The United States is among the top countries to welcome immigrants for resettlement based on humanitarian reasons. From the time of the Puritans to the present day, America has been a special place of refuge for people fleeing persecution, violence and war. Following the devastation of World War II, 400,000 immigrants from Europe were approved for US relocation between 1948 and 1953 under the Displaced Persons Act of 1948. After the Hungarian Revolution of 1956, more than 38,000 people from Hungary were welcomed to relocate to the United States. Starting in 1975, more than one million refugees from Southeast Asia (e.g., Cambodia, Laos, Vietnam, etc.) were permitted to resettle in America long-term. From October 2001 to April 2017, the US government approved 895,000 refugees for relocation to the United States, mostly from Africa, Asia and the Middle East. Government statistics for 2017 report that 53,691 refugees and 26,568 asylum-seekers were allowed to relocate to the US to start new lives.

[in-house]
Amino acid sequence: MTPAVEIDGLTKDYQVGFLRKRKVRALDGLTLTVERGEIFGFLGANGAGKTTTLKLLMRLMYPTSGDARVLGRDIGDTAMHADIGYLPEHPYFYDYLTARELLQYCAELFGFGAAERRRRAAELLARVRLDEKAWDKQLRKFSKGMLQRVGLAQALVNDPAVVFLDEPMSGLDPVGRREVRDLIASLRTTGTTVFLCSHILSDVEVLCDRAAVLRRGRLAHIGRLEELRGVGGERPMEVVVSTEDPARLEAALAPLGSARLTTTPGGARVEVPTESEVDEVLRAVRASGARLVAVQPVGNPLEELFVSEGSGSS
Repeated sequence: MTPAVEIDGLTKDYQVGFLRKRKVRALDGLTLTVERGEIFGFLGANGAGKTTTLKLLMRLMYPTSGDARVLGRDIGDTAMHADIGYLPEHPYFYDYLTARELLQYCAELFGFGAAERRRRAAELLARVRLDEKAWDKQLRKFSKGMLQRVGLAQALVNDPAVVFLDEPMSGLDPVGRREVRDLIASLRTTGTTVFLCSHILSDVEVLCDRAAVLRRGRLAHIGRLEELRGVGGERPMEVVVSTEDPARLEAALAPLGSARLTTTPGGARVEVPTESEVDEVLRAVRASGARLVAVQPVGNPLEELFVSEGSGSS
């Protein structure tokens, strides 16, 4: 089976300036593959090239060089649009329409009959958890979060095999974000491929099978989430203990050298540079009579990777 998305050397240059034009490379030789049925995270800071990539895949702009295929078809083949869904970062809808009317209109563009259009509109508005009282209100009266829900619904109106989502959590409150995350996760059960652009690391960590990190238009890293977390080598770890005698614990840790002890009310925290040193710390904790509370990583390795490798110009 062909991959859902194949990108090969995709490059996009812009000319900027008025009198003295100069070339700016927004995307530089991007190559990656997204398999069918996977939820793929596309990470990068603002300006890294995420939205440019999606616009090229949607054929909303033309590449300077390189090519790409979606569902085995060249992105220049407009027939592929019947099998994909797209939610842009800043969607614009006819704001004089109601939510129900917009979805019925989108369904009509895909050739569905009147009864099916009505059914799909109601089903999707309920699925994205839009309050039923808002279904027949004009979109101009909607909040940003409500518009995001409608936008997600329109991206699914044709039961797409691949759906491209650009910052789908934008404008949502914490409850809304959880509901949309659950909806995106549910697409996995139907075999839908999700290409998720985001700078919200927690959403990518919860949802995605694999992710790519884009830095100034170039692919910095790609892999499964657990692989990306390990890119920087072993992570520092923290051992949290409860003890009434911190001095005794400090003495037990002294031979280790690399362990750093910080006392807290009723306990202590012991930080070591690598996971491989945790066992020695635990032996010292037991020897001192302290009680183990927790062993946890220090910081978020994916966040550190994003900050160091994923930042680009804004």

In general, a refugee and asylum-seeker are similar in regards to why they want to relocate to the US (i.e., to escape persecution in their country of nationality), but they are different in terms of where they are located when they file their application and the procedure that is followed when they make their request to live in the USA long-term for humanitarian reasons. For example, a refugee must apply for relocation to the United States from outside of the US, while someone seeking asylum must already be physically present in the USA when they make their request to legally remain in the country. A refugee or asylum-seeker who is approved to live in the United States as a temporary resident has the opportunity to apply for an “adjustment of status” to permanent resident and receive a Green Card after living in the USA for one year following the approval of their request for US relocation. Furthermore, they can apply to become an American citizen after living in the USA with a Green Card for five years and meeting other eligibility criteria.